Abnormal and excessive accumulation of the amyloid β-peptide (Aβ) in the brain is a major and common characteristic of all Alzheimer's disease (AD) forms irrespective of their genetic background. Insoluble aggregates of Aβ are identified as amyloid plaques. These deposits are thought to form when the amount of Aβ is increased in the brain parenchyma as a result of either overexpression or altered processing of the amyloid precursor protein (APP)1-3. Soluble Aβ ending at carboxyl-terminal residue 40 (Aβ40) and, in lesser amount, the form ending at residue 42 (Aβ42), are normal products of the APP metabolism in cell cultures. Increased secretion of soluble Aβ42 has been observed in cells transfected with constructs modeling APP gene mutations of familial forms of AD (refs 4, 5). On the basis of these In vitro data it has been hypothesized that the presence of soluble Aβ42 plays a role in the formation of amyloid plaques. Subjects affected by Down's syndrome (DS) have an increased APP gene dosage and overexpress APP. Apparently because of this overexpression, they almost invariably develop amyloid deposits after the age of 30 years, although they are free of them at earlier ages6,7. Moreover, it has been observed that Aβ42 precedes Aβ40 in the course of amyloid deposition in DS brain8. Thus, DS subjects provide the opportunity to investigate in the human brain the metabolic conditions that precede the formation of the amyloid deposits. Here we report that soluble Aβ42 is present in the brains of DS-affected subjects aged from 21 gestational weeks to 61 years but it is undetectable in age-matched controls. It is argued that overexpression of APP leads specifically to Aβ42 increase and that the presence of the soluble Aβ42 is causally related to plaque formation in DS and, likely, in AD brains.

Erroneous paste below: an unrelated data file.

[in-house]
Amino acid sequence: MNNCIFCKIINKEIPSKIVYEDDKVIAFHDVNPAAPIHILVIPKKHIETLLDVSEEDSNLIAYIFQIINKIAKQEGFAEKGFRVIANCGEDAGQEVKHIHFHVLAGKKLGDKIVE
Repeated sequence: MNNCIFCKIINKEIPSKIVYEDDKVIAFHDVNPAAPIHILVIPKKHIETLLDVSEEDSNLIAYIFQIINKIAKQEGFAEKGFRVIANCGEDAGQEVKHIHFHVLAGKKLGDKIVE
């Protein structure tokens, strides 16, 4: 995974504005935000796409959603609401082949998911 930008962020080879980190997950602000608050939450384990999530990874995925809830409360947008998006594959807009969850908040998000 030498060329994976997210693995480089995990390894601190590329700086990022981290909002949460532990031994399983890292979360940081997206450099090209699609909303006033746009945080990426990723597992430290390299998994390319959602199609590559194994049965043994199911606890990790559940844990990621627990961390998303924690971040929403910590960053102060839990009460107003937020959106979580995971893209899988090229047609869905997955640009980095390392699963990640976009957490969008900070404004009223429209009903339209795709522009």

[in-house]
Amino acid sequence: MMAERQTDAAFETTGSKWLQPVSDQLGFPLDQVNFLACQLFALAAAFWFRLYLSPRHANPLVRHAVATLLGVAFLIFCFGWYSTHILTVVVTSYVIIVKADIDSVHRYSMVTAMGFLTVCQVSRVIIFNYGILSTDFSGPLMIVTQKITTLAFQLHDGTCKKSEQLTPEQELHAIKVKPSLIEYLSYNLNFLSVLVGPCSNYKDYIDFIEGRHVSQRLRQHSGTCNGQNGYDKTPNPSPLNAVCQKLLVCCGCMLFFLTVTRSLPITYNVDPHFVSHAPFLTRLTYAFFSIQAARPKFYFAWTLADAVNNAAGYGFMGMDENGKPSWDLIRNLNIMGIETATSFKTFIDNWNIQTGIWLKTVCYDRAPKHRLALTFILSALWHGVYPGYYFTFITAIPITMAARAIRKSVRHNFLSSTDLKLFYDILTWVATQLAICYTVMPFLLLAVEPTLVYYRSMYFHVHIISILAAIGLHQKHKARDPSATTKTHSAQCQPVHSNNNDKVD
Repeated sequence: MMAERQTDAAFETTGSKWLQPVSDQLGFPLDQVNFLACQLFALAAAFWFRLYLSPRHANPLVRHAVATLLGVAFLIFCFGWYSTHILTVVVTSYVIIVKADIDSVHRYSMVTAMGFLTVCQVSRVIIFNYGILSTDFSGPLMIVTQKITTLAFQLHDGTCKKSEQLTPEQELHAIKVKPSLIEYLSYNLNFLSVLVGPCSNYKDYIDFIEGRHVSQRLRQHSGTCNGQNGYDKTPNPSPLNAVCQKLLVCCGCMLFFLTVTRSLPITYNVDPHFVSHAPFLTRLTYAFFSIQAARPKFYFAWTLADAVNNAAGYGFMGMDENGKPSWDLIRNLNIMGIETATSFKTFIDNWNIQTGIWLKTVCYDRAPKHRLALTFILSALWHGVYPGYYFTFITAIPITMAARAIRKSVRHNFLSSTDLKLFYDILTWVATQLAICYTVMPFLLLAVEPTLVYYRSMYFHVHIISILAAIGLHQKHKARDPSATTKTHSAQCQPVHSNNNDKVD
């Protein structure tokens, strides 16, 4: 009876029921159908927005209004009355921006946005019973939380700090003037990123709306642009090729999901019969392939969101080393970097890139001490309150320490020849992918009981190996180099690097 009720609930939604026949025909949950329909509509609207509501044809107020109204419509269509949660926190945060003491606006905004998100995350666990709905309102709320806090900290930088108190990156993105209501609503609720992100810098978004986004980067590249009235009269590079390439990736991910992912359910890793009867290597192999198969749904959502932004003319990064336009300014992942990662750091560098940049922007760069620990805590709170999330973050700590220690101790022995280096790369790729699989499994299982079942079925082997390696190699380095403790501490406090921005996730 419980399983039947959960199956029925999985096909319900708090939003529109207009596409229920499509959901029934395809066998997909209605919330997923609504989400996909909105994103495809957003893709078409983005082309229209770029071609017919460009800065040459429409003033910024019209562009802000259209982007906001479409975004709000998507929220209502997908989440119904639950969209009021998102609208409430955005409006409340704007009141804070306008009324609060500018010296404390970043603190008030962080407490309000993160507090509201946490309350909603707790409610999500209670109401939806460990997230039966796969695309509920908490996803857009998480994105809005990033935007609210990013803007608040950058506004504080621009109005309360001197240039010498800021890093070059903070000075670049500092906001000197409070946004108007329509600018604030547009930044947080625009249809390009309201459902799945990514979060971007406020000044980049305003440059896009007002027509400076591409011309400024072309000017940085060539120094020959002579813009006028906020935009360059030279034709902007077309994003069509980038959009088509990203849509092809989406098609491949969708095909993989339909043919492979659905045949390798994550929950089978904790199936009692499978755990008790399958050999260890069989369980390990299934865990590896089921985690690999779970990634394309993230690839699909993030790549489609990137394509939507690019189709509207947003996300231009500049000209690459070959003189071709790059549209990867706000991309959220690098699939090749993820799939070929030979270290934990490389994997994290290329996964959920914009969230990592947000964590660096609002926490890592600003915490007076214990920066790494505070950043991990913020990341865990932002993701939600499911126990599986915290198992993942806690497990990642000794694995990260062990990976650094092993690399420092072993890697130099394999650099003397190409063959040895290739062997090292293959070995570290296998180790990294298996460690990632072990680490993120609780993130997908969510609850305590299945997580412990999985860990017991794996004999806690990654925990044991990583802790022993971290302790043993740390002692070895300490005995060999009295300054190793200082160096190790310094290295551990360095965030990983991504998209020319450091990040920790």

|Number of pages||3|
|Publication status||Published - 1996|
ASJC Scopus subject areas
- Biochemistry, Genetics and Molecular Biology(all)